Meat & Livestock News

EPA Proposes New Wastewater Standards for Meat and Poultry Plants

Environmental engineers work at wastewater treatment plants,Water supply engineering working at Water recycling plant for reuse

The US Environmental Protection Agency (EPA) has put forward a proposal to update wastewater discharge regulations for meat and poultry processing facilities. Announced on December 15, this rule aims to implement stricter controls on pollutants such as nitrogen, phosphorus, oil, grease, organic materials, salts, and ammonia in wastewater.

The EPA’s proposal, which targets approximately 850 out of 5,000 meat processing plants in the nation, introduces more stringent effluent limitations, particularly on nitrogen and phosphorus. This marks the first time phosphorus limitations have been proposed.

The rule also considers two additional options to extend effluent limitations to more direct and indirect dischargers, along with pretreatment standards for some facilities.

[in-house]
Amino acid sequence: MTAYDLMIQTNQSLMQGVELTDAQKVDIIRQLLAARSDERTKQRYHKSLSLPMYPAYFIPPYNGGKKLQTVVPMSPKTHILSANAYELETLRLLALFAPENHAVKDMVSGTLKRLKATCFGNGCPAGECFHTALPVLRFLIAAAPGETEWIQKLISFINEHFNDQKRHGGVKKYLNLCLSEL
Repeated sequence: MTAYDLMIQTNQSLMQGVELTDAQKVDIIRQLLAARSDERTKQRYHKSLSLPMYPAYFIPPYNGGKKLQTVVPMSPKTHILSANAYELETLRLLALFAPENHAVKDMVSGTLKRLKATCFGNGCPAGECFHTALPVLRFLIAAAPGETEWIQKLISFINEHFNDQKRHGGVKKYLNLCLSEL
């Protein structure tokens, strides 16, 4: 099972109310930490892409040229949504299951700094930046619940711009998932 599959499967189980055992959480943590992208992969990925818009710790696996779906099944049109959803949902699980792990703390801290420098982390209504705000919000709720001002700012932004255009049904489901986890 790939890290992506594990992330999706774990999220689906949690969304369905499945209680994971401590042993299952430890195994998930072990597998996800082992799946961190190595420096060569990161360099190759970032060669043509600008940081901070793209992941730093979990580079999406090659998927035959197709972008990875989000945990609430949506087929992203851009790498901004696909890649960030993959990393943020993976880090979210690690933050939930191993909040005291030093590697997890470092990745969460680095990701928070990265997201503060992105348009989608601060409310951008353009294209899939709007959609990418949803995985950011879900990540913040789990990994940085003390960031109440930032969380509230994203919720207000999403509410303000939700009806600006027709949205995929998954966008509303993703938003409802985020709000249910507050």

A notable aspect of the proposal is the consideration of segregating and managing high-salt waste streams produced by some plants and the regulation of E. coli bacteria for direct dischargers. The EPA estimates that the proposed rule could reduce wastewater pollutants by about 100 million pounds annually.

Public engagement is a key part of the process. An online-only hearing is scheduled for January 24, 2024, to gather testimony, with an option for participants to listen in.

This will be followed by an in-person hearing at the EPA headquarters on January 31, details of which will be announced later. The EPA will accept public comments for 60 days following the rule’s publication in the Federal Register.

The American Association of Meat Processors (AAMP) has responded to the proposed rule. Chris Young, the executive director of AAMP, expressed relief that the EPA has considered the impact on small businesses, which form the majority of their membership. He acknowledged the EPA’s efforts in minimising the rule’s impact on small and very small processors.

However, Young also expressed concerns about the EPA’s methodology in formulating these regulations, suggesting that a broader data collection from more plants would have provided a clearer picture of the industry. He advocated for greater collaboration between the industry and the EPA to find economically sustainable treatment solutions that protect the environment without forcing businesses to close.

This proposal represents a significant step by the EPA in enhancing environmental protection standards in the meat and poultry processing industry, balancing ecological concerns with the operational realities of businesses.